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A complete history taking and physical examination are important in the evaluation of pregnant

women with persistent vomiting. Nausea and vomiting in early pregnancy is usually self limited
condition, but when the condition becomes more severe, the potentially serious causes need to be
ruled out. To exclude the differential diagnosis, the following parameters should be investigated
including: onset of nausea and vomiting (nearly all the cases begin before nine weeks of
gestation), attendant symptoms, underlying chronic diseases, or in very rare cases, hereditary
diseases.1
Nausea and vomiting during pregnancy has very few attendant symptoms other than fatigue
exhaustion, and indisposition. Pyrexia, gastric pain, headache or neurological signs point to other
causes, such as: Wernickes encephalopathy. Clinical symptom of flank pain may suggest
urogenital causes, such as uremia, pyelonephritis, and nephrolithiasis. 2 Thyroid function is
physiologically altered during pregnancy, including stimulation by Human Chorionic
Gonadotropin (HCG); the most likely endocrine factor for the development of hyperemesis
gravidarum. In the case of elevated thyroid hormones, it is important to distinguish between
Transient Hyperthyroidism of Hyperemesis Gravidarum (THHG) and primary thyroid disease.
THHG is known to be self-limited. It may persist until 18 weeks of gestation and no need further
treatment.2 Metabolic ketoacidosis and ketonaemia (actone-like breath) may occur with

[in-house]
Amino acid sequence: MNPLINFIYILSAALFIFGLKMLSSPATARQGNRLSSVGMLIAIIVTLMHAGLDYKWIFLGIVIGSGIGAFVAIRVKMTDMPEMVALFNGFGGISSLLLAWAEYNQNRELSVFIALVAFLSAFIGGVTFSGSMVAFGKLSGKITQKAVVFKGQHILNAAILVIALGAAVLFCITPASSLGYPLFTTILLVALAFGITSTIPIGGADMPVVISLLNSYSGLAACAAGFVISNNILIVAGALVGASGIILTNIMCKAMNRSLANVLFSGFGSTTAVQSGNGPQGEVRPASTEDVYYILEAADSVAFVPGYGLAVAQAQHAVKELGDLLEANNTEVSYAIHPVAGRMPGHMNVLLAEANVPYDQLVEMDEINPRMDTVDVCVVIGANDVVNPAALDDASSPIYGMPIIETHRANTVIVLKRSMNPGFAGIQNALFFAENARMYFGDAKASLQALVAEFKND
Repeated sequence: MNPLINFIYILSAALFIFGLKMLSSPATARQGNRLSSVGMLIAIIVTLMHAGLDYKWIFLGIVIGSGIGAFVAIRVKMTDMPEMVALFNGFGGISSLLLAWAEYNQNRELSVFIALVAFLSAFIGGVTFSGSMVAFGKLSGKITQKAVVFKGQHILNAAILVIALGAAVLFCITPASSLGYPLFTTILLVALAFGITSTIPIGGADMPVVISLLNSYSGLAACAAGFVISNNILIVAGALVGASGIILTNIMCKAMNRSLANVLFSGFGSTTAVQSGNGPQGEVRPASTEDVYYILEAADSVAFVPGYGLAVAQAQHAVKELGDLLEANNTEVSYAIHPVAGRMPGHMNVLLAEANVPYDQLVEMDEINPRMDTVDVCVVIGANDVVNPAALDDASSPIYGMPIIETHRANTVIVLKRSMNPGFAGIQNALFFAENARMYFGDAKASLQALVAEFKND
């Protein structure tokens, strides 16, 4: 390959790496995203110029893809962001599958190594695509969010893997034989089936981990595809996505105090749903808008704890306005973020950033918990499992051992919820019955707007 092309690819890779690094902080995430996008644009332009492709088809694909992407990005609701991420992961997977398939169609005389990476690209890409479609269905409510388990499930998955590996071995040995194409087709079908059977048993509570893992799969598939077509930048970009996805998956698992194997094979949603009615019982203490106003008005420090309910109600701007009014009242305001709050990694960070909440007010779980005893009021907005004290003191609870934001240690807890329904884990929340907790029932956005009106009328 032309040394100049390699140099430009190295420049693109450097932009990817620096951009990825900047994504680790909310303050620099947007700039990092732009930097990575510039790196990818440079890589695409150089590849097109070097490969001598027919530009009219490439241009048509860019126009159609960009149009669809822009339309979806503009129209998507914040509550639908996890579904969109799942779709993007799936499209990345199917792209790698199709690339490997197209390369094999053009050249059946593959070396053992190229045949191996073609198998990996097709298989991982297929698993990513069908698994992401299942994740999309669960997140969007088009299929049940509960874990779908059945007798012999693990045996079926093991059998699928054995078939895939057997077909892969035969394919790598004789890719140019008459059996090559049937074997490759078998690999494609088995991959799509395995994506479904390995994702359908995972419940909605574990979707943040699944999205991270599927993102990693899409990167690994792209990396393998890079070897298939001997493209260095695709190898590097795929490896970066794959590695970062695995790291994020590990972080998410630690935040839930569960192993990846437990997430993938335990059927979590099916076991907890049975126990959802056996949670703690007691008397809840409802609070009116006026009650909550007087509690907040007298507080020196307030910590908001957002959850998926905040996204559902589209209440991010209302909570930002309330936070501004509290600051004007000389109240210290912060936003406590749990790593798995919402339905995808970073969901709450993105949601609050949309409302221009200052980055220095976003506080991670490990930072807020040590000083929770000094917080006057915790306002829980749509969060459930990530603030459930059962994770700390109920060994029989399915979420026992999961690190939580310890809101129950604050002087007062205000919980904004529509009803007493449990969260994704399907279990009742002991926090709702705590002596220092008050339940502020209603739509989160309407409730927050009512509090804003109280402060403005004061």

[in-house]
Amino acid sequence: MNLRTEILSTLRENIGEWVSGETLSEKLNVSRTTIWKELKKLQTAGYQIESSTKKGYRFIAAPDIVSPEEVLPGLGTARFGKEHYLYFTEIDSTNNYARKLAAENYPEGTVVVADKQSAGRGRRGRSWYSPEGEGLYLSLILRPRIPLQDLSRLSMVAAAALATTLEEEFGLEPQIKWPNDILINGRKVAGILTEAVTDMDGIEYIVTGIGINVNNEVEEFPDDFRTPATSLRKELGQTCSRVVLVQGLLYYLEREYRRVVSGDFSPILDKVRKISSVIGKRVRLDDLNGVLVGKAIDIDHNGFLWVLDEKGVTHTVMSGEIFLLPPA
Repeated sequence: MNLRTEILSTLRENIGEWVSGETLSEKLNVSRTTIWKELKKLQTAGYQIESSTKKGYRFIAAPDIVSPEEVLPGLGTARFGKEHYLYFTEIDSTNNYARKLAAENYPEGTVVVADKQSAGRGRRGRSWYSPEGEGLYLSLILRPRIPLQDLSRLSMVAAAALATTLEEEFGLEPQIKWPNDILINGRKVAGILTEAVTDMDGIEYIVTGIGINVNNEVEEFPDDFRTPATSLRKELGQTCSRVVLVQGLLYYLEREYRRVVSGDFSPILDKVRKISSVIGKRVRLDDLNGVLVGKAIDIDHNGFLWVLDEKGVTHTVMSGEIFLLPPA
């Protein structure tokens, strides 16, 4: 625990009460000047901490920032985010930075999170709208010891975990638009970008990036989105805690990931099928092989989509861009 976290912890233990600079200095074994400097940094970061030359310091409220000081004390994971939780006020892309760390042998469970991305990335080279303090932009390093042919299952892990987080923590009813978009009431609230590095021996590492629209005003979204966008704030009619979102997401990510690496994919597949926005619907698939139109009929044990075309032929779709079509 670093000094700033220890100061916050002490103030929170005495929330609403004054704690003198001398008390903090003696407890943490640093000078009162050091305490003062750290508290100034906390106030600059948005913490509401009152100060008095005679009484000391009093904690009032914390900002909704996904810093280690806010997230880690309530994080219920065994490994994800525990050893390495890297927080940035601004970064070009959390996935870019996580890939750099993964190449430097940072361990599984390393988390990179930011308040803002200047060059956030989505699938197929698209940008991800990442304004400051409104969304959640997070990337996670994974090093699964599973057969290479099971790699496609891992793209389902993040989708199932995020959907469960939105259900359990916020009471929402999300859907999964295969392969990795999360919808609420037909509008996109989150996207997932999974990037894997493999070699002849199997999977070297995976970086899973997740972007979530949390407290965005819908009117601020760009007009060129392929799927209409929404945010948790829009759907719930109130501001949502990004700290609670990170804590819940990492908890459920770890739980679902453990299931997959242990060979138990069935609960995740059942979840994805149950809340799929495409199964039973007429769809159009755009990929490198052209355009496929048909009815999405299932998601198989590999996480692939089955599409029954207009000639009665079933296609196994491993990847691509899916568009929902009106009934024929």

occasional pyrexia and hepatic symptoms (such as: jaundice). In this case, laboratory
investigations should be done, including hematocrit, electrolytes, as well as urinary status
(presence or absence ketone bodies, specific weight, pH).2,3
In another case, some gastrointestinal causes may also manifest in nausea and vomiting with the
addition of abdominal pain. Epigastric pain and hematemesis should be specifically enquired
about, which may suggest peptic ulcer. If the pain is in the lower abdominal with fever
accompanying, it may suggest appendicitis. Further examination, such as ultrasonography may
be helpful in ruling out gastrointestinal disorders (including gall bladder and liver disorders).1,2,3
Multiple pregnancies have been associated with hyperemesis gravidarum. Thus, ultrasound may
be done to relieve maternal anxiety regarding her pregnancy viability status. In addition,
ultrasonography may also be performed to exclude trophoblastic disorders and neoplasms.2,3

Figure 1. Differential Diagnosis of Hyperemesis Gravidarum


1. Quinlan JD and Hill DA. Nausea and vomiting of pregnancy. American Family
Physician. 2003;68(1):121-8.
2. Jueckstock JK, Kaestner R, Mylonas I. Managing hyperemesis gravidarum: a multimodal
challenge. BMC Medicine. 2010;8:46.
3. Sonkusare S. Hyperemesis gravidarum. In: A Textbook of Gynecology for LessResourced Locations. London: Sapiens Publishing. 2012.